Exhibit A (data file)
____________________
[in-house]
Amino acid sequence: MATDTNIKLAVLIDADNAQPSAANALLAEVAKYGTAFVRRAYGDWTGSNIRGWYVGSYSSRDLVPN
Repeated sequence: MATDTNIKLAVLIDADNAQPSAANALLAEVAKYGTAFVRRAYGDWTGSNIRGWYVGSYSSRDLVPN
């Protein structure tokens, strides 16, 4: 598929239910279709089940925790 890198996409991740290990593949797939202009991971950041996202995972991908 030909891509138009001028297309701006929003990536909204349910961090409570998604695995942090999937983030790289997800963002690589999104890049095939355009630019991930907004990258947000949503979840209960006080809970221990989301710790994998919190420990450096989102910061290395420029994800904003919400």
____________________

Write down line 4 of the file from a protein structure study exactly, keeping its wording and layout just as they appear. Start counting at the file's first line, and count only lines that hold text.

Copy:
């Protein structure tokens, strides 16, 4: 598929239910279709089940925790 890198996409991740290990593949797939202009991971950041996202995972991908 030909891509138009001028297309701006929003990536909204349910961090409570998604695995942090999937983030790289997800963002690589999104890049095939355009630019991930907004990258947000949503979840209960006080809970221990989301710790994998919190420990450096989102910061290395420029994800904003919400």